Cuzzi got the call to work his first MLB game in St. Louis, a game between the Cardinals and the Dodgers. At first, he was strictly a National League umpire, but when MLB began moving umpires between both leagues, Cuzzi got the chance to umpire games at Yankee Stadium, eventually working some games in the American League Championship Series.

“It really was unbelievable,” Cuzzi said. “People kept telling me how hard it was going to be to make it, but I thought someone had to make it, so why not me?”

During his career, the 58-year-old Cuzzi has worked four playoff divisional series and presided over the National League Championship Series in 2005. He also worked the All-Star Game at Yankee Stadium in 2008 and was the first base umpire for the firstever game at the new Yankee Stadium in 2009.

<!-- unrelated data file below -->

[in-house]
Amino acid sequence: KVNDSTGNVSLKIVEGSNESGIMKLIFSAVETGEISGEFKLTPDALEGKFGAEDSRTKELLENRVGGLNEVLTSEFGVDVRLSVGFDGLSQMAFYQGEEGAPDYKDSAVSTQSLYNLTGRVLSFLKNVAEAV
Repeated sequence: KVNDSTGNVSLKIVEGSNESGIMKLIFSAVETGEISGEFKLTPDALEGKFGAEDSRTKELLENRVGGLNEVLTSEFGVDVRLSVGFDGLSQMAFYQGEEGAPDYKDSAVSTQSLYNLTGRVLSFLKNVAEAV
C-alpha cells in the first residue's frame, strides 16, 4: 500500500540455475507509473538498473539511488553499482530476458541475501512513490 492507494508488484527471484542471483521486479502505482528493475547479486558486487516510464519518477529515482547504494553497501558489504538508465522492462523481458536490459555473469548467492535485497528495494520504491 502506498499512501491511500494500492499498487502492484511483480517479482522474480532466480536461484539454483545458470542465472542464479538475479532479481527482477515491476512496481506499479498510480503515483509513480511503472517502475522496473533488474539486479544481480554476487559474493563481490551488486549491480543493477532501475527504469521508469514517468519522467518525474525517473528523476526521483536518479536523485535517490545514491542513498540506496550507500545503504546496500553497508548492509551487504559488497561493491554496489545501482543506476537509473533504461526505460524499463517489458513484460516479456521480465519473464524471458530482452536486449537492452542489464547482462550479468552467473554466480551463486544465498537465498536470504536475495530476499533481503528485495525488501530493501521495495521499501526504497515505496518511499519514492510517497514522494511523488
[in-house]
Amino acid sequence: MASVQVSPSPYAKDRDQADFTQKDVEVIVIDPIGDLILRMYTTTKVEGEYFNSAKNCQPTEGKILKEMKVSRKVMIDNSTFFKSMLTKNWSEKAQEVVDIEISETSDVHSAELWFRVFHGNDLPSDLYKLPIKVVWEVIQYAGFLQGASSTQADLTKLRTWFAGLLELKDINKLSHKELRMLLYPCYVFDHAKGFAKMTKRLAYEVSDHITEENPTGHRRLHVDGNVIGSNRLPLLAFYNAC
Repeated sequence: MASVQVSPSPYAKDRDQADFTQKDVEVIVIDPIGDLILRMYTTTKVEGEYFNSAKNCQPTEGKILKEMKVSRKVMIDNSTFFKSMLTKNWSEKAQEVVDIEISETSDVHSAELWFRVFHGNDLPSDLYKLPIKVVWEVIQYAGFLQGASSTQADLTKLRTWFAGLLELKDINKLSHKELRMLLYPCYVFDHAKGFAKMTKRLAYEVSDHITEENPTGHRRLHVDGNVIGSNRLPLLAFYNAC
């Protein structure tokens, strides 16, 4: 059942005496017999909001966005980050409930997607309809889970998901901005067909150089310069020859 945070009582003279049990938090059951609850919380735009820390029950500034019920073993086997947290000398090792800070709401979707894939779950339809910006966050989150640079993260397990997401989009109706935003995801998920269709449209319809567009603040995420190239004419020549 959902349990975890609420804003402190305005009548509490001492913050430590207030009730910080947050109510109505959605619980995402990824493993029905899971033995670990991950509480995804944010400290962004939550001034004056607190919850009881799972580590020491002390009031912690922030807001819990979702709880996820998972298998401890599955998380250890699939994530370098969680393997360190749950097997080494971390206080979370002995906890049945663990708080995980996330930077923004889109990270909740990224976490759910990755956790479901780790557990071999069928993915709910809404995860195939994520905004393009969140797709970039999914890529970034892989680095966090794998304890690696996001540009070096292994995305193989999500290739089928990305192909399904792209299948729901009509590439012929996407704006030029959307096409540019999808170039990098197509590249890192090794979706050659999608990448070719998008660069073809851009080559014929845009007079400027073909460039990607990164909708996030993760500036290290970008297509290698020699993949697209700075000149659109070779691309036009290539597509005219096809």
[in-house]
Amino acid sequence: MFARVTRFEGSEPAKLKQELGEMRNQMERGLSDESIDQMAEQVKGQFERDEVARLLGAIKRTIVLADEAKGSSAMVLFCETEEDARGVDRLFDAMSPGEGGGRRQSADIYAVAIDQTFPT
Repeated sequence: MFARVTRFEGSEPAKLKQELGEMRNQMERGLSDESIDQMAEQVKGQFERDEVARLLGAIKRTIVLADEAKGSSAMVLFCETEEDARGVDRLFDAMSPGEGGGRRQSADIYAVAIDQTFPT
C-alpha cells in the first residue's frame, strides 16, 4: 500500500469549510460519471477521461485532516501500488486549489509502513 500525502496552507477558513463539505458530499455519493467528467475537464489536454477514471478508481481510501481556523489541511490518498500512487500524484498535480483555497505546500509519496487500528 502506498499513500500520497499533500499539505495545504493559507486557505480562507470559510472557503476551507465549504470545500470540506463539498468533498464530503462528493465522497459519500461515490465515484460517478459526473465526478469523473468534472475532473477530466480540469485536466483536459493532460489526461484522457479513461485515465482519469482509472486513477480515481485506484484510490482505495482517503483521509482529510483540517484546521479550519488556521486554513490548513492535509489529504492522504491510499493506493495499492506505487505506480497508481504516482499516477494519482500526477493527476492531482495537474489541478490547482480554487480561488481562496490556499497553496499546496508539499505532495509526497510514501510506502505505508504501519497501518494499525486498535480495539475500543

During his career, Cuzzi has also worked two no-hit games. He was the home plate umpire when Bud Smith of the St. Louis Cardinals fired a nohitter in 2001 and was the third base umpire when Jonathan Sanchez of the San Francisco Giants tossed a no-hitter in 2009.

Cuzzi has definitely seen his share of controversy in his career, including a call in the 2009 American League Divisional Series between the Yankees and the Minnesota Twins that Cuzzi received a ton of criticism over.